“The faucet fell off my tub, and the water came shooting out and landed somewhere magical,” she recounts. “Let’s just say I took about four baths a day until my father fixed the faucet.” After not finding a product to recreate her faucet pastime on the market, the intimacy coach developed The WaterSlyde Aquatic Stimulator.

The plastic slide attaches via a playful ribbon to the bathtub faucet to deliver water to the vulva for some splashy solo play. Pollack reports that sales during COVID have skyrocketed. “I guess women are viewing self-love as a necessity because it is,” she says. “Who would have thought that some of the hot commodities [during a pandemic] would be toilet paper and pleasure products?”

The WaterSlyde retails for $35 and is carried at Pollack’s sexual wellness e-commerce website Lovability along with pleasure stores like ShopSpectrum, SheVibe, Awakening and The Pleasure Parlor. Pollack adds an undisclosed large multinational retailer recently placed an order for The WaterSlyde.

Future Method sold through the supply of its new Butt & Body Scrub within two weeks of launch and has already amassed 1,000-plus person wait list for the product.

5. Future Method

Entrepreneurs in the sexual health space are frequently doctors, and that makes sense. The doctor’s office might be only place many people feel comfortable divulging private intimacy issues. With insight into concerns that aren’t openly discussed, physicians may be able to identify market white spaces invisible to others.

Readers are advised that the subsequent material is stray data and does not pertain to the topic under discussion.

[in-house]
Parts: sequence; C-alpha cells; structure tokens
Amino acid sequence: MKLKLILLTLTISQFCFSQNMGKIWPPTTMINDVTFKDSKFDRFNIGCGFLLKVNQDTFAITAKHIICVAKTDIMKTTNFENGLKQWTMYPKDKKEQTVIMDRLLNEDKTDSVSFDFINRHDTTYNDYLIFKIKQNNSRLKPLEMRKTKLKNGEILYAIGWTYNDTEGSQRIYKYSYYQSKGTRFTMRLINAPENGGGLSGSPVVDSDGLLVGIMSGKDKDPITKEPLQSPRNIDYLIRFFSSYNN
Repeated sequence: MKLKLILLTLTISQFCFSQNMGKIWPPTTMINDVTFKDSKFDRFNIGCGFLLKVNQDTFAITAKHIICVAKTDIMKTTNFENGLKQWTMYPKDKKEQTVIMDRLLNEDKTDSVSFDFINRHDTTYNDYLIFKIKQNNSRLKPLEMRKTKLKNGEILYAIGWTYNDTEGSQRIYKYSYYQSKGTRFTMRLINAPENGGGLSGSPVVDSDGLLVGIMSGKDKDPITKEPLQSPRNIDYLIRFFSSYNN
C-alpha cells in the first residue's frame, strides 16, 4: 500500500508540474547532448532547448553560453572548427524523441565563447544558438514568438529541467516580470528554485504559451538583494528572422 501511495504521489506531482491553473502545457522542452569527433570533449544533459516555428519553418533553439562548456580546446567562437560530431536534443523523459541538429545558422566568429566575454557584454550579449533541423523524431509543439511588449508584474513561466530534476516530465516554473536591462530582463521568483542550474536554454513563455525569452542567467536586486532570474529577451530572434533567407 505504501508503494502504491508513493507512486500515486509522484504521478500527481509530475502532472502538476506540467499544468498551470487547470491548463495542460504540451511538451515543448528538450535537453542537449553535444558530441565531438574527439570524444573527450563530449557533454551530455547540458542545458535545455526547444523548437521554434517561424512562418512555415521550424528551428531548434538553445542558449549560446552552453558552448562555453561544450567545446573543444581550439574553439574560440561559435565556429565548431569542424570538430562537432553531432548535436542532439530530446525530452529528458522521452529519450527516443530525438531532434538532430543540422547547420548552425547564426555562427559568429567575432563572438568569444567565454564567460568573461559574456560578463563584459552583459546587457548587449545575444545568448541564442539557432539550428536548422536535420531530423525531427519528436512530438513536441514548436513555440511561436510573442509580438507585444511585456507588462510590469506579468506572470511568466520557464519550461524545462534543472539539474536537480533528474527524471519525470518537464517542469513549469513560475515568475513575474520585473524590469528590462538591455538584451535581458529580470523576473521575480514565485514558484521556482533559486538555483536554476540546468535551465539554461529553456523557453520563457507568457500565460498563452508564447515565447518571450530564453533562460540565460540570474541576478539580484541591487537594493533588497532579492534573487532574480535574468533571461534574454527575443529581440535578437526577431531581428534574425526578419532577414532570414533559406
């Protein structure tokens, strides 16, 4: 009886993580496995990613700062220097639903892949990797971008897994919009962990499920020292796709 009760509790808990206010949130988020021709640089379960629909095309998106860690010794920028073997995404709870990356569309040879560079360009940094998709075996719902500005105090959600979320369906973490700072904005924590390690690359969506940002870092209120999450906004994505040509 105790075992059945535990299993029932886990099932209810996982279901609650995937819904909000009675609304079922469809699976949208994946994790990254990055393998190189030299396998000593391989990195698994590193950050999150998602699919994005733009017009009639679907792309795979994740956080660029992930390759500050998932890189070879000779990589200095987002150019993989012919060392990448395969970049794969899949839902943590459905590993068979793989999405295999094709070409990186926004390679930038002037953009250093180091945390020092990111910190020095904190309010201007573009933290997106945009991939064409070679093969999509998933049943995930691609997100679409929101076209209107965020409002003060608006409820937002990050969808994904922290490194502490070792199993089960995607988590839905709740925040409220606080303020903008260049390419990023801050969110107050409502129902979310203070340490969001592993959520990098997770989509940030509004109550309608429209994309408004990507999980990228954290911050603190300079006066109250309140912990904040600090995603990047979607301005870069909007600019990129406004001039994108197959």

Evan Goldstein, founder of Bespoke Surgical and a surgeon who’s provided care to the gay community throughout his career, introduced Future Method in 2017 to foster healthy, enjoyable sex through science-backed products, accessible education and open dialogue. The brand’s first product was an isotonic anal douche designed to be used prior to anal sex. Last month, Future Method debuted Butt & Body Scrub, a fast and easy solution to cleaning up after sex.

Goldstein believes a post-sex cleanser is important because lubes, particularly those with silicone formulas, are resistant to water and friction by design, leading to it taking several rinses of customary soap or body wash to remove them. Future Method’s sodium lauryl sulfate-, sulfate-, phthalate- and paraben-free exfoliating gel was specifically created with the anal region mind, but the product also can be used to cleanse the rest of the butt and body.

Apparently, Goldstein’s white space spotter was right on. The scrub, which retails at $35 for a 3.4-oz. tube, sold out in two weeks. Overall sales for the brand have been solid during COVID, with 38% average month over month growth since April.